Exploring pain: A tribute to Dinkar Kowshik
The rootedness and the reaching-out that mark the Visva Bharati ethos is apparent in Dinkar Kowshik (1918-2011) himself. After all, he’d imbibed its searching eclecticism as a student in the 1940s, and infused this legacy with contemporary practices as the Kala Bhavan principal in the late 1970s.
A December 2019 show at Birla Academy paid a tribute to the artist and academic by bringing together more than 200 works by his teachers, associates and students, and included some 18 by Kowshik himself. Semi-geometric oil figures that are like spry cut-outs; dappled watercolour stains; a chatty litho of tiny marks and scratches: they gave the viewer a taste of his explorations.
Nandalal Bose — with a litho from his Bengal School phase — Benode Behari Mukherjee and Rankinkar Baij were, of course, represented. So were those reputed artists Kowshik had lured to Santiniketan. Like Somnath Hore, whose litho of a rugged moss-green topography edged with arid earth tones could be a mindscape of Wounds. Or Sanat Kar, whose cardboard intaglio recedes into a spectral zone of nonplussed, disintegrating faces. Or Lalu Shaw, investing his monochromatic etching with the contrary pulls of inert structure and motion to yield a riveting tension.
Sushen Ghosh’s sculpture has a similar anchor of binaries: austere geometry and biomorphic hints, stillness and movement. Suhas Roy’s works from his earlier years reveal what art-lovers lost to his She obsession. A beguiling imminence imbues Paramjit Singh’s landscape, while Arpita Singh’s print pulsates with the heave and jostle of threadbare fragments.
The chance scatter of lines on dry smudges in Akmal Husain’s abstraction; the simmer and turmoil in the paintings of Jayashree Chakravarty and Nabina Gupta; the tectonic terrain in Maneswar Brahma’s woodcut; the wild, withered undergrowth Chandan Bezbarua examines; and the ravaged forest Pralay Chakraborty’s digital print mourns are landscapes to note. Shreyasi Chatterjee’s heaped scraps of appliquéd fabric and Krishnendu Bag’s wry interplay of mandalas in his textile weaving tease out an off-beat, infectious rhythm. And Haren Thakur’s flat, archly geometric forms confirm that folk idiom hasn’t lost its naive charm.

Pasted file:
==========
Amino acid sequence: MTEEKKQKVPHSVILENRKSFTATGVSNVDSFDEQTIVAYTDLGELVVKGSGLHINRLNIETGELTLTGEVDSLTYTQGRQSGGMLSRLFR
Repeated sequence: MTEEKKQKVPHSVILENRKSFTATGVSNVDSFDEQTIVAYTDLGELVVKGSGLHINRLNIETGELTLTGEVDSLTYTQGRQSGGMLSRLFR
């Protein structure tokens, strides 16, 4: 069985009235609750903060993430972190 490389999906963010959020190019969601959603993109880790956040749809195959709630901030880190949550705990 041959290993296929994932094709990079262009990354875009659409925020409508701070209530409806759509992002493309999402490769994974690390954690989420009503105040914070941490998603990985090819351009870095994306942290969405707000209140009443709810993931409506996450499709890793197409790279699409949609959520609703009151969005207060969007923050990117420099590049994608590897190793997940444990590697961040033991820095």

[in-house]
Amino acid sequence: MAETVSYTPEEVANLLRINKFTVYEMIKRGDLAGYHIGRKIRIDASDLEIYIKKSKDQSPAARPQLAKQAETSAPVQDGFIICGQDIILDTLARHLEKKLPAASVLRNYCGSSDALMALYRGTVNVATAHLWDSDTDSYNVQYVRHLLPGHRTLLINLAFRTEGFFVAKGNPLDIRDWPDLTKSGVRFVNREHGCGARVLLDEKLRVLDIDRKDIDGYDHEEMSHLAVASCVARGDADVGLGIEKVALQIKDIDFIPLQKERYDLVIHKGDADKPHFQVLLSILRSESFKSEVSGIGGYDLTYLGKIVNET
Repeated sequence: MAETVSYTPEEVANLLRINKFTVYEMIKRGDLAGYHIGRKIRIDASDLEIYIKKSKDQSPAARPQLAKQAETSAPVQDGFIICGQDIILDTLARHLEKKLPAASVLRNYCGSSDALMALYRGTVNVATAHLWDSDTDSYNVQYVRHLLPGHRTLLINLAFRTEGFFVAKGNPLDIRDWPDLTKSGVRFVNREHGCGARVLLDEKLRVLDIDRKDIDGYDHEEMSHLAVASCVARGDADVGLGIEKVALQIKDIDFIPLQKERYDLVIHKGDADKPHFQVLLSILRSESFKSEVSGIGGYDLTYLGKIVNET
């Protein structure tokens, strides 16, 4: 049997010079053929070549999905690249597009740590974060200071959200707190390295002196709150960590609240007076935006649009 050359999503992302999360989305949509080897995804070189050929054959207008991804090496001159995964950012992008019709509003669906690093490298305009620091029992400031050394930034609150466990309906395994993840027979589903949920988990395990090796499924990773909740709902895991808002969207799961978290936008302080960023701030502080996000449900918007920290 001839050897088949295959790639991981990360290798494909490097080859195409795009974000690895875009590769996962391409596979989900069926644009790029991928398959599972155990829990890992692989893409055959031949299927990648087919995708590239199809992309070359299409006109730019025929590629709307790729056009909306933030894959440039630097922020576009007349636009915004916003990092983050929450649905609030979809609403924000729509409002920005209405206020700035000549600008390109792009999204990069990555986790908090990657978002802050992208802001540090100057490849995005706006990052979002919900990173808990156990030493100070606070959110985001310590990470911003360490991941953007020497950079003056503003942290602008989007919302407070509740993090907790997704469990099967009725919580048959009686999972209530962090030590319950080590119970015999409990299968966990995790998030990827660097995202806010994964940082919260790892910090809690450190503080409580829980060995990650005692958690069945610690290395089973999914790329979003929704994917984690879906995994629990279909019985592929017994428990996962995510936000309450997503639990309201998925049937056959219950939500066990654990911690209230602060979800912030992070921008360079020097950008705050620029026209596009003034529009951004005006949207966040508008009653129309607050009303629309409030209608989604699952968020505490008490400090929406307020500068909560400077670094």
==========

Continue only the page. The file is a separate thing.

But no naïve charm disarms Mallika Das Sutar. Because the reality women combat daily is just too grim. Hence, her installations, on view at the Academy of Fine Arts last month and based on extensive research, were poised between argument and empathy. The motif that recurs in them is hair: a metaphor for feminine pride and seduction but also — if one remembers Draupadi and Frieda Kahlo — for protest.
Mona Hatoum has, indeed, evoked a spectrum of nuances in her installations with hair. Sutar takes a related path in suggesting its intimate, erotic and painful associations in the Indian context as she probes the sanctioned injustices women are brainwashed or browbeaten to bear. Giant letters formed with nylon hair on a board scream I can’t bear it, echoing an anguish that, she seems to insinuate, no cushioning can mute. For, on the other side, are quilted cushions with stitched-in lines of information on brutalized women: a strategy to reinvent domestic material and craft into an emphatic feminine creative identity.
The artist’s sound installation captures the rustic authenticity of Manasha Mangal. The village women who sing it are always somebody’s wife and somebody’s mother, always a nameless, featureless, undifferentiated group, denied individuality. While Sutar’s Nati Binodini remembers one kind of exploitation, the demeaning narrative of exploitation of women workers goes on elsewhere, too. And since the legal guarantee of equality is routinely violated, she adopts a gesture of nonchalant subversion by cutting a pit through the relevant pages of a statute tome. For the burial of hair, feminine hair, of her own clipped tresses.